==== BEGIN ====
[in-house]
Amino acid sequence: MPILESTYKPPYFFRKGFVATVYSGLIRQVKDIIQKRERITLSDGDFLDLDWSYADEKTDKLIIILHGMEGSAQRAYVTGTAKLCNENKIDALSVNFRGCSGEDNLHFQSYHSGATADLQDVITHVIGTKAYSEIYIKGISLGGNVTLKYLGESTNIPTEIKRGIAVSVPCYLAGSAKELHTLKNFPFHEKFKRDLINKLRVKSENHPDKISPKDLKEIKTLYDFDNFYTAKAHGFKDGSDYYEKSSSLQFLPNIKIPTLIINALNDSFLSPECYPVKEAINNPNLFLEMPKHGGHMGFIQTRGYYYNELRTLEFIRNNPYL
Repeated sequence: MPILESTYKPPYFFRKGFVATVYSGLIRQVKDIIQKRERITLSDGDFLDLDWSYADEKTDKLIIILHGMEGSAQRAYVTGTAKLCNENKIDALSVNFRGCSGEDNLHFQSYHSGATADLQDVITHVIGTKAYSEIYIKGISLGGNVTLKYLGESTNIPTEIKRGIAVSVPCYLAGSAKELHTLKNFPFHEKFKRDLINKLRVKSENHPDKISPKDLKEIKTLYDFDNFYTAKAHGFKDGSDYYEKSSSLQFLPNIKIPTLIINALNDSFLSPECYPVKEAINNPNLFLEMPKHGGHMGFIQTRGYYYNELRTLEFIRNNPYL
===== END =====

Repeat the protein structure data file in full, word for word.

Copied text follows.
[in-house]
Amino acid sequence: MPILESTYKPPYFFRKGFVATVYSGLIRQVKDIIQKRERITLSDGDFLDLDWSYADEKTDKLIIILHGMEGSAQRAYVTGTAKLCNENKIDALSVNFRGCSGEDNLHFQSYHSGATADLQDVITHVIGTKAYSEIYIKGISLGGNVTLKYLGESTNIPTEIKRGIAVSVPCYLAGSAKELHTLKNFPFHEKFKRDLINKLRVKSENHPDKISPKDLKEIKTLYDFDNFYTAKAHGFKDGSDYYEKSSSLQFLPNIKIPTLIINALNDSFLSPECYPVKEAINNPNLFLEMPKHGGHMGFIQTRGYYYNELRTLEFIRNNPYL
Repeated sequence: MPILESTYKPPYFFRKGFVATVYSGLIRQVKDIIQKRERITLSDGDFLDLDWSYADEKTDKLIIILHGMEGSAQRAYVTGTAKLCNENKIDALSVNFRGCSGEDNLHFQSYHSGATADLQDVITHVIGTKAYSEIYIKGISLGGNVTLKYLGESTNIPTEIKRGIAVSVPCYLAGSAKELHTLKNFPFHEKFKRDLINKLRVKSENHPDKISPKDLKEIKTLYDFDNFYTAKAHGFKDGSDYYEKSSSLQFLPNIKIPTLIINALNDSFLSPECYPVKEAINNPNLFLEMPKHGGHMGFIQTRGYYYNELRTLEFIRNNPYL